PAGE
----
|Felony Charges Dropped for Four University
of Md. Student Athletes Arrested in Final Four Fires |
By Amy Silva, Kate Springle and Tynisa Trapps
Thursday, May 17, 2001
In the earliest Web-published version of this story, Maryland Newsline gave the wrong age for Mark Mansueto. He is 22. His age
was corrected below.
PARK, Md. - Felony charges have been dropped for all four University of
Maryland student athletes arrested in connection with the fires set in College
Park following the Terps' Final Four basketball loss.
determined that none of the cases merited felony prosecution," said Mark
Spencer, Prince George's County deputy state's attorney.
Burr, a spokeswoman for the Prince George's County State's Attorney's Office,
added that neither felony nor misdemeanor malicious burning charges could be substantiated by
the evidence collected from the March 31 rampage, in which several thousand people set about 60
fires in College Park neighborhoods.
don't believe that there was any malicious intent towards anything or
anybody," concurred Richard Finci, an attorney for 20-year-old Jeremy
Duncan, one of the four students charged.
dismissal of the felony first-degree malicious burning charge means that the university won't take any punitive
action against the students, such as suspension or expulsion, said John
Zacker, university director of student discipline.
each of the students still faces court time this summer for misdemeanor
charges: One count of disorderly conduct, one count of disturbing the peace and
five counts of reckless endangerment, Burr said. If convicted of all those
charges, each could receive up to 25 years and 90 days in prison and/or $26,000
in fines, according to the state's attorney's office.
other three charged along with Duncan were Dawn Christensen, 19, Mark Mansueto,
22, and Joshua Weidman, 22. Weidman was co-captain of the varsity wrestling
team, and Duncan and Mansueto were his teammates. Christensen played field hockey.
A Prince George's County Police Department spokesman, Cpl. Joe Merkel, said
the arrests developed from tips to police. He added the police investigation is
still open, but tips are coming in less frequently now.
to accounts of friends of those arrested and their lawyers, the four are trying to keep their lives
together as they await their court dates.
"He's doing the best he can to keep his grades up and
continue working out like he's supposed to," said Finci, of Duncan.
Weidman at least, it will be a huge relief if he finds out if he'll be able to
wrestle again next year, said a longtime friend. "Josh is a really fierce
competitor, and I know it would really crush him if he wasn't able to wrestle
here next year," said Todd Ainsworth, a 20-year-old University of Maryland
field hockey coach declined to comment, and the wrestling coach didn't return numerous
But Rob Mullens, University of Maryland senior associate athletic director, released the following statement in reference to the status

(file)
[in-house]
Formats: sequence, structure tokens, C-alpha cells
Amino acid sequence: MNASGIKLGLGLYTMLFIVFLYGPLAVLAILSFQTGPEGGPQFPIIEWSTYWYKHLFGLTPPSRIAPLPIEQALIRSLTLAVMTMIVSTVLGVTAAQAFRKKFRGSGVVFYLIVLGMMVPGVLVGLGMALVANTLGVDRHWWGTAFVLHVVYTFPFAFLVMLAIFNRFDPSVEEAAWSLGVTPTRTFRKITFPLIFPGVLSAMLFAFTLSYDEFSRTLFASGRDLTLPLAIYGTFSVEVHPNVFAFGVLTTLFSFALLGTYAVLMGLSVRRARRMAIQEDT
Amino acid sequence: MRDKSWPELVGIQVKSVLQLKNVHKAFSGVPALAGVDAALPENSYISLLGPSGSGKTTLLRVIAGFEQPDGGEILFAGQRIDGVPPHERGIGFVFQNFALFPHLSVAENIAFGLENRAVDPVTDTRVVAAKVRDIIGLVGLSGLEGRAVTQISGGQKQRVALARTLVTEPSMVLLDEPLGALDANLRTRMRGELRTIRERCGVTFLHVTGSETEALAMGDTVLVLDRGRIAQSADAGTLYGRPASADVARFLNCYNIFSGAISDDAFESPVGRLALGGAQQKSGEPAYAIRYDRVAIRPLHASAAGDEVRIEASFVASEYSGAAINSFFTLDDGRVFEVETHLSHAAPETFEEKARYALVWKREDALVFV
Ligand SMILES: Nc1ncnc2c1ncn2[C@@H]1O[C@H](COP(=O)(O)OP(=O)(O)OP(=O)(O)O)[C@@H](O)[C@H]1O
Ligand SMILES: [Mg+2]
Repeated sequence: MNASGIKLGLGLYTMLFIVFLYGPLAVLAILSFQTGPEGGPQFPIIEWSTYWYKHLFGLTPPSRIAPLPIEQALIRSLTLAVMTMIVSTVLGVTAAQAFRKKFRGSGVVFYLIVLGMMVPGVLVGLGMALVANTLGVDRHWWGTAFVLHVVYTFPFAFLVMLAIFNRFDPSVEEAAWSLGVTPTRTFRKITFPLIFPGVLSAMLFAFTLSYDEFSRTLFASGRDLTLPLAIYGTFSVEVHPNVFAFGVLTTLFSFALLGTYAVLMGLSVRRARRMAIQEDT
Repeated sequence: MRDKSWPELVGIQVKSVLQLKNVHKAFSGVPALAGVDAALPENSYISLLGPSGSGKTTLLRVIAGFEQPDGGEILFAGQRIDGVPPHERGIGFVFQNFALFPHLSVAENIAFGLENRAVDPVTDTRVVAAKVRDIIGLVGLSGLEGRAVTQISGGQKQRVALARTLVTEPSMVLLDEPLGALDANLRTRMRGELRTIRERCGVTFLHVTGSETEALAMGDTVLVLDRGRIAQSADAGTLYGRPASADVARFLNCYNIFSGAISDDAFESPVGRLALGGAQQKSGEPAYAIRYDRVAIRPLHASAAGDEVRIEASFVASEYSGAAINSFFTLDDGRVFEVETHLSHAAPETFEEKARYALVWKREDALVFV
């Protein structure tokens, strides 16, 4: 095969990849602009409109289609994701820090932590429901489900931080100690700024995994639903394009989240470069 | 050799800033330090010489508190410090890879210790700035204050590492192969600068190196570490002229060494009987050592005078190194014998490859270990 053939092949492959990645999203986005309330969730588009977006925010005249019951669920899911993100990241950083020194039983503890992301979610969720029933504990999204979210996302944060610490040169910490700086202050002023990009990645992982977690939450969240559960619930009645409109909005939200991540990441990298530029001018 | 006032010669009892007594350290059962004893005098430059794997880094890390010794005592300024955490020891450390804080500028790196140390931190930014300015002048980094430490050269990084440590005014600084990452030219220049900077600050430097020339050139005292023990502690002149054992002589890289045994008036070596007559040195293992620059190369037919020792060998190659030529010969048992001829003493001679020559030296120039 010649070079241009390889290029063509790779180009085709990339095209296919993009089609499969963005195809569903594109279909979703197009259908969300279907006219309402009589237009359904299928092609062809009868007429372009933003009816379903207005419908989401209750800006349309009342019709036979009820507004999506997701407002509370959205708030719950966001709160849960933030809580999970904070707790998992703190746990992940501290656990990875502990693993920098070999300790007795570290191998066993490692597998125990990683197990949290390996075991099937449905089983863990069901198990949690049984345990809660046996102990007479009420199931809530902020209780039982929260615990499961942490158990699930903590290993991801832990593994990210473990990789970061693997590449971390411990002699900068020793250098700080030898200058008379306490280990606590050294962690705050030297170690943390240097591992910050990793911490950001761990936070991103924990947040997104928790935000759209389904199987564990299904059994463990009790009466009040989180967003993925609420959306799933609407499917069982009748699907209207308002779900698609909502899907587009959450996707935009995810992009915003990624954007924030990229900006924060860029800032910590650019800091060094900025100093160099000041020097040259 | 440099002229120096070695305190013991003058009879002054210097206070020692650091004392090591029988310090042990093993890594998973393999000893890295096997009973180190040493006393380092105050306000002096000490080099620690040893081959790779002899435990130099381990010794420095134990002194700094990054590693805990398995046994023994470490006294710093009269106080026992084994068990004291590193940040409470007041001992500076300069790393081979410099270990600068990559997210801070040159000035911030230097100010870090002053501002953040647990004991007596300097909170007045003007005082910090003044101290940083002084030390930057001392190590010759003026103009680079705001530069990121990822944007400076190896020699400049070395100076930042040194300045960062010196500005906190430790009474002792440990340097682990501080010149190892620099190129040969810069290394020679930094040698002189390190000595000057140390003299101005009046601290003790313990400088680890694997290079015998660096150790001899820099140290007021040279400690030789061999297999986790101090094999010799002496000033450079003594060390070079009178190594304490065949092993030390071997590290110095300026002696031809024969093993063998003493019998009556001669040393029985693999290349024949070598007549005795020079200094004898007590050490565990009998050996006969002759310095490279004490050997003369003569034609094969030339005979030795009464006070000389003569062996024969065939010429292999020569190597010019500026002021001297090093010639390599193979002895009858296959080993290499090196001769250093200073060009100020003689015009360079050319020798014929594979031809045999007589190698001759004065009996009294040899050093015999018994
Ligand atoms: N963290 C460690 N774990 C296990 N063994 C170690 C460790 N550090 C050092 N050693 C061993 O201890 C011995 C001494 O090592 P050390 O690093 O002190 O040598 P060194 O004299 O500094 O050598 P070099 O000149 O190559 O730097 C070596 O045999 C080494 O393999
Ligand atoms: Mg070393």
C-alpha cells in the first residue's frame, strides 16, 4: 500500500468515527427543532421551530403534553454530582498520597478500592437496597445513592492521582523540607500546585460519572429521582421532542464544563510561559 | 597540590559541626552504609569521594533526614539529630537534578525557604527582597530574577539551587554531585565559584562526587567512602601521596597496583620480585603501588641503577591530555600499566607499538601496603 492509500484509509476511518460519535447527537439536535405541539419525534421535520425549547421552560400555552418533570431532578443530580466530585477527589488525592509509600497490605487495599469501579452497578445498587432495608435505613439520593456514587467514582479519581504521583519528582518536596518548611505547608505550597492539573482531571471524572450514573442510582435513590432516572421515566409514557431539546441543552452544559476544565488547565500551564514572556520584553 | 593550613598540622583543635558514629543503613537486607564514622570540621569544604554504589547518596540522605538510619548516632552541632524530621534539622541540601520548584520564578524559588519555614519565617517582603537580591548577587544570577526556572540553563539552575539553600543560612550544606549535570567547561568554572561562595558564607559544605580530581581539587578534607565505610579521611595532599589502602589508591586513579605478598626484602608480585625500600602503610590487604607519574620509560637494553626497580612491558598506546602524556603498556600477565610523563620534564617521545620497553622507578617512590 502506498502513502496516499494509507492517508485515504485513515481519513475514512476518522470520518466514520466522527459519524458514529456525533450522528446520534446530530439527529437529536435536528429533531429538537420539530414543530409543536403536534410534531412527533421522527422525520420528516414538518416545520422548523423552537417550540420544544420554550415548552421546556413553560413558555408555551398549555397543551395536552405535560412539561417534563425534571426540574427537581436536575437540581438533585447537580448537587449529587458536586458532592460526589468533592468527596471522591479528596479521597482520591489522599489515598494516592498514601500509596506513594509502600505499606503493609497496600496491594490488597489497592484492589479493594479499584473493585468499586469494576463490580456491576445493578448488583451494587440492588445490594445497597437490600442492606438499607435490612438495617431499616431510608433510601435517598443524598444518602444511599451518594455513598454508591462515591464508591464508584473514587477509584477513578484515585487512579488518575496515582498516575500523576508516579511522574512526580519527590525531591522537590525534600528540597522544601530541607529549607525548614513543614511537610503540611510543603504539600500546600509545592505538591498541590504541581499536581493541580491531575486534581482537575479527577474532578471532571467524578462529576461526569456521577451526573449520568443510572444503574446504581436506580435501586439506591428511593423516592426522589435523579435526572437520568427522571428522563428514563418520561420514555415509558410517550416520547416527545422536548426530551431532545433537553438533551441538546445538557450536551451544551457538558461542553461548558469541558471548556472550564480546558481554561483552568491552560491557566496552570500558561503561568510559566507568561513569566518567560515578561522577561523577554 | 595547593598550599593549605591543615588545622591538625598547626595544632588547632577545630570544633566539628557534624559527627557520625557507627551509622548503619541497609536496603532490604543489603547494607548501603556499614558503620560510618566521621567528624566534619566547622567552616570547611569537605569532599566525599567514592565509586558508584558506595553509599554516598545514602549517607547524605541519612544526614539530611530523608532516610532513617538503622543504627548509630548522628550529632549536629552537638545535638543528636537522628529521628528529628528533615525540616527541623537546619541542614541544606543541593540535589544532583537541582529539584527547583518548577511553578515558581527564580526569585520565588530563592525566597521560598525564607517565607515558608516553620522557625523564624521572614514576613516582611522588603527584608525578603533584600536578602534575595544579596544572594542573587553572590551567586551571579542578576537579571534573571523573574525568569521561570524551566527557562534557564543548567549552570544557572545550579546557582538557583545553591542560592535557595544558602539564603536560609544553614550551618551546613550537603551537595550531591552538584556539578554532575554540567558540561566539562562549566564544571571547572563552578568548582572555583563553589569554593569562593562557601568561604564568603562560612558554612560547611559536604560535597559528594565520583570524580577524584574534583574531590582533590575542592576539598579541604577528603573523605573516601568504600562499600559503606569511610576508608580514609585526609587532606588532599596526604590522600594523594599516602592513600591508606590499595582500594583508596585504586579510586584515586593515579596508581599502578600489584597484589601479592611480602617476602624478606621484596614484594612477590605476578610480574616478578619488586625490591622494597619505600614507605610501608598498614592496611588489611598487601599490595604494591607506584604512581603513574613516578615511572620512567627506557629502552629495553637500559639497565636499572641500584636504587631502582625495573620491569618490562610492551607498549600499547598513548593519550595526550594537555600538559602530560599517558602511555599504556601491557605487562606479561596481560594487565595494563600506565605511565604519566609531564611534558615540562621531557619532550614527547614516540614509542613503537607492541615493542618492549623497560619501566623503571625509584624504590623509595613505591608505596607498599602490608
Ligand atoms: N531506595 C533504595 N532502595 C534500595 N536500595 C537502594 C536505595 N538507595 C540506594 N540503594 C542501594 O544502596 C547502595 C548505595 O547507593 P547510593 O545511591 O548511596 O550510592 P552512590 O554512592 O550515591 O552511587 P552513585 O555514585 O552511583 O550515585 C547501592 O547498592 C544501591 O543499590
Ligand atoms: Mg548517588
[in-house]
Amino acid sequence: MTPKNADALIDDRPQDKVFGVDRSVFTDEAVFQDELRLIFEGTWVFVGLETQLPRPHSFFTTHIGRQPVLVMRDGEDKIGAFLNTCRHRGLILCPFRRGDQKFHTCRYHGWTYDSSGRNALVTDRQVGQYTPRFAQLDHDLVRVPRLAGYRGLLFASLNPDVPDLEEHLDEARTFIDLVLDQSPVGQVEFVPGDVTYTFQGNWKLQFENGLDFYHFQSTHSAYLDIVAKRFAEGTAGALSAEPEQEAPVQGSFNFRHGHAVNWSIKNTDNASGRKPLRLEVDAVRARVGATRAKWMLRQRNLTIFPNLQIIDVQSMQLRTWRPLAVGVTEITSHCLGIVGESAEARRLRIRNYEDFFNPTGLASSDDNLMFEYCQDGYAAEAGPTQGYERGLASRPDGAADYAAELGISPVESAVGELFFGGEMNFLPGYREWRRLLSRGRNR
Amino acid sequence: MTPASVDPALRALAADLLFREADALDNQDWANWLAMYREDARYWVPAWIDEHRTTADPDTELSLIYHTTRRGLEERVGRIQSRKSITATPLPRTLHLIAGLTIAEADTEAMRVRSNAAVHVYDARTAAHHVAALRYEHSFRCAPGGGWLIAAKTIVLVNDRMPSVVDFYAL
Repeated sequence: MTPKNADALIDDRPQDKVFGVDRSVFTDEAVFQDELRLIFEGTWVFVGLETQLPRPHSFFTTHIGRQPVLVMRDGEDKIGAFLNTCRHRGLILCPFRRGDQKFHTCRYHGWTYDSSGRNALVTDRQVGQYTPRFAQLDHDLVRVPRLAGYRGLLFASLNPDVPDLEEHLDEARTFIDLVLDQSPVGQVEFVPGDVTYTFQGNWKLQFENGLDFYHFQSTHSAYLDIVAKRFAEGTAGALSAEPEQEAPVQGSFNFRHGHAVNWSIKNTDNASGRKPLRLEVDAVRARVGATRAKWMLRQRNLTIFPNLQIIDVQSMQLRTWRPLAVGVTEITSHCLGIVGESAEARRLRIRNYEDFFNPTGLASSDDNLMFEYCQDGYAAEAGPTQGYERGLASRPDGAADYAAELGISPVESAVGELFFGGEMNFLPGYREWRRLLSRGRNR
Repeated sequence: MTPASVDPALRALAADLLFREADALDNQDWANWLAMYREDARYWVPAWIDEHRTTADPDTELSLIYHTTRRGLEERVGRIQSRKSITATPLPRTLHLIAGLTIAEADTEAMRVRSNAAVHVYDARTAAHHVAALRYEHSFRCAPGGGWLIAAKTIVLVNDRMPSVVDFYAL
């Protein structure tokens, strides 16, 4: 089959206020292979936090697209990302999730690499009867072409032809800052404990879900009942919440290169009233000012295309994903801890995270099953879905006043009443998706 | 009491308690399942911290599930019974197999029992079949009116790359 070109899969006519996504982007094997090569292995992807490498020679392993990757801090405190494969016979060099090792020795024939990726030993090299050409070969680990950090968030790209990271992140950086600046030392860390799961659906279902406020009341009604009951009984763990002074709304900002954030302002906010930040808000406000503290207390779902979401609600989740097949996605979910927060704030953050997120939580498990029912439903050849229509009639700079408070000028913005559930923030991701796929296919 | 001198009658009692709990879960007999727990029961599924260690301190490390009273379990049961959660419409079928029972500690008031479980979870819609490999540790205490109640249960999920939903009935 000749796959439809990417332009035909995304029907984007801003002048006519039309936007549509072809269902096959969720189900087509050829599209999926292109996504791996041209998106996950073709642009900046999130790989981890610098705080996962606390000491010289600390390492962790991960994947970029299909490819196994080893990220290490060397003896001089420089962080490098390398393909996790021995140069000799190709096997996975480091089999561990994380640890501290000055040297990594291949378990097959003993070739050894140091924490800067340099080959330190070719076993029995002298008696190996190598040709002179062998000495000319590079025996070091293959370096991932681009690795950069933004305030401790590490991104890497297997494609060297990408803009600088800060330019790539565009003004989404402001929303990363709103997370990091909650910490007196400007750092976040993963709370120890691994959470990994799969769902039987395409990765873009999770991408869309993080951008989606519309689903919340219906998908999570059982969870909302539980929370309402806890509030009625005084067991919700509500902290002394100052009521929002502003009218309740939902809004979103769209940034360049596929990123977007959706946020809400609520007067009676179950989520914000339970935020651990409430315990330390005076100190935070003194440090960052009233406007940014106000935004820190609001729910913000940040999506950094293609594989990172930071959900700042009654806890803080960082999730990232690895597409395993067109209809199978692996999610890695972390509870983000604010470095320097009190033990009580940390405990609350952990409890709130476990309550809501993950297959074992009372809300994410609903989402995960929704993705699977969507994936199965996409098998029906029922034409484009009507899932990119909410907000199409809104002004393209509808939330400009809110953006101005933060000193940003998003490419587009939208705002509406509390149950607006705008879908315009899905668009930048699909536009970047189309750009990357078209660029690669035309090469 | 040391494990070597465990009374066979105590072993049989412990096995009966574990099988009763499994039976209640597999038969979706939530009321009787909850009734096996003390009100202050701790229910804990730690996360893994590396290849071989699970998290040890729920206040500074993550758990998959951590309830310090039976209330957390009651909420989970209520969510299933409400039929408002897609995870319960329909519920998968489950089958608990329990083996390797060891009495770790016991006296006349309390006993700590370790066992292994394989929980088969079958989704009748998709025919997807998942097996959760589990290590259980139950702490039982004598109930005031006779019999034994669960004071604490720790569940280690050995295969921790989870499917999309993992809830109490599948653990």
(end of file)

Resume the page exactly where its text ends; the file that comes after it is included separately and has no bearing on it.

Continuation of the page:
of the four athletes: "We are in the process of reviewing the situation,
given the latest information. As of right now they remain suspended from their
who grew up with Weidman in Hershey, Pa., said he's not surprised the four
arrested were prominent athletes. "When they [officials] make an example, they
want to make an example of someone well known," he said.
Cathy Atwell, operations bureau commander for the University of Maryland Police Department, said the athletes were not singled out. "When the police
department can identify people involved in a crime, then we will charge those
individuals," Atwell said. "Not every car who speeds gets a ticket.
Life isn't fair."
Finci said the fact that the students weren't arrested on the spot may become a
consideration at trial. "I
think from a legal perspective, it's more a question of whether a crime was
actually committed," Finci said. "If the officers witnessed a crime
in their presence, they're supposed to do something about it."
officers who witnessed the event have fallen under attack from College
Park Mayor Michael Jacobs. "The
reality is, no one anticipated the degree to which these incidents
evolved," Jacobs said. "However, the police response was
unnecessarily slow, and in part contributed to the extent of the damage that was
fires set by several thousand people caused about $300,000 in
damage to Comcast cable lines, said Doug McKenzie, Comcast Prince George's
County vice president and general manager.
has not made a final determination as to whether to take legal action. The
damaged fiber trunk cable line took more than 18 hours to repair, but service was
back up the same day, McKenzie said.
Peter White, Prince George's County Police Department citizens services
manager, said the situation was handled as well as possible under the
matter how much planning you do, you have to expect the unexpected, and we did
the best we could under the circumstances with the knowledge we had at the
time," White said. "We never expected there to be 60 fires. You can
only expand your manpower so thin."
Mark Brady, Prince George's County Fire Department spokesman, said police and fire officials were in the immediate area
when the televised game let out, and about 45 fire fighters and rescue personnel
responded to the fires.
Copyright © 2001 University of Maryland College of
available, with permission and credit, for use by Capital News Service
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